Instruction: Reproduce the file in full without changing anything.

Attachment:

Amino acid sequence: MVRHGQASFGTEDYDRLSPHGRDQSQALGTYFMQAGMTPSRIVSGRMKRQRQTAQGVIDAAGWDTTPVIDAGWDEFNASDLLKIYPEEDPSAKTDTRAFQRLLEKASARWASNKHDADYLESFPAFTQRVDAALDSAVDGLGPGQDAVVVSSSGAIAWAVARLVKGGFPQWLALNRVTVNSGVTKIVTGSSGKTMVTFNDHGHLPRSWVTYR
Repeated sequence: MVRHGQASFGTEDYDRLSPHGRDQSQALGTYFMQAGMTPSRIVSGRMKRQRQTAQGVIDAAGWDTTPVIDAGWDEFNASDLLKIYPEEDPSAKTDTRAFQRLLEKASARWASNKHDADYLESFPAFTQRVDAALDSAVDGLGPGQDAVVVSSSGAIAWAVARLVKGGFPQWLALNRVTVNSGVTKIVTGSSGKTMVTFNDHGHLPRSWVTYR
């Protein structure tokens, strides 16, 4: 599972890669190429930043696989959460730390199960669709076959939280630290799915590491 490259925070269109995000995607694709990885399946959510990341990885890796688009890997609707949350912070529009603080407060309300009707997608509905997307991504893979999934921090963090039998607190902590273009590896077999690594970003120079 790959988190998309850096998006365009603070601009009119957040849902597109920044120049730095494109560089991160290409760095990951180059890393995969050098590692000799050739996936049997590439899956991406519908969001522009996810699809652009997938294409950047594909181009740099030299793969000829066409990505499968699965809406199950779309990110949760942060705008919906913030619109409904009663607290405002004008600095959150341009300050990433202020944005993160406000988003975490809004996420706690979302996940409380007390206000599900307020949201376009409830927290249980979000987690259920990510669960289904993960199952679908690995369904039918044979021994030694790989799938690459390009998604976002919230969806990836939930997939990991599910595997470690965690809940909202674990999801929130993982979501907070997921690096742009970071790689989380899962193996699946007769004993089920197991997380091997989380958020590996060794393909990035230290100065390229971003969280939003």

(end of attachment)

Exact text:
Amino acid sequence: MVRHGQASFGTEDYDRLSPHGRDQSQALGTYFMQAGMTPSRIVSGRMKRQRQTAQGVIDAAGWDTTPVIDAGWDEFNASDLLKIYPEEDPSAKTDTRAFQRLLEKASARWASNKHDADYLESFPAFTQRVDAALDSAVDGLGPGQDAVVVSSSGAIAWAVARLVKGGFPQWLALNRVTVNSGVTKIVTGSSGKTMVTFNDHGHLPRSWVTYR
Repeated sequence: MVRHGQASFGTEDYDRLSPHGRDQSQALGTYFMQAGMTPSRIVSGRMKRQRQTAQGVIDAAGWDTTPVIDAGWDEFNASDLLKIYPEEDPSAKTDTRAFQRLLEKASARWASNKHDADYLESFPAFTQRVDAALDSAVDGLGPGQDAVVVSSSGAIAWAVARLVKGGFPQWLALNRVTVNSGVTKIVTGSSGKTMVTFNDHGHLPRSWVTYR
């Protein structure tokens, strides 16, 4: 599972890669190429930043696989959460730390199960669709076959939280630290799915590491 490259925070269109995000995607694709990885399946959510990341990885890796688009890997609707949350912070529009603080407060309300009707997608509905997307991504893979999934921090963090039998607190902590273009590896077999690594970003120079 790959988190998309850096998006365009603070601009009119957040849902597109920044120049730095494109560089991160290409760095990951180059890393995969050098590692000799050739996936049997590439899956991406519908969001522009996810699809652009997938294409950047594909181009740099030299793969000829066409990505499968699965809406199950779309990110949760942060705008919906913030619109409904009663607290405002004008600095959150341009300050990433202020944005993160406000988003975490809004996420706690979302996940409380007390206000599900307020949201376009409830927290249980979000987690259920990510669960289904993960199952679908690995369904039918044979021994030694790989799938690459390009998604976002919230969806990836939930997939990991599910595997470690965690809940909202674990999801929130993982979501907070997921690096742009970071790689989380899962193996699946007769004993089920197991997380091997989380958020590996060794393909990035230290100065390229971003969280939003």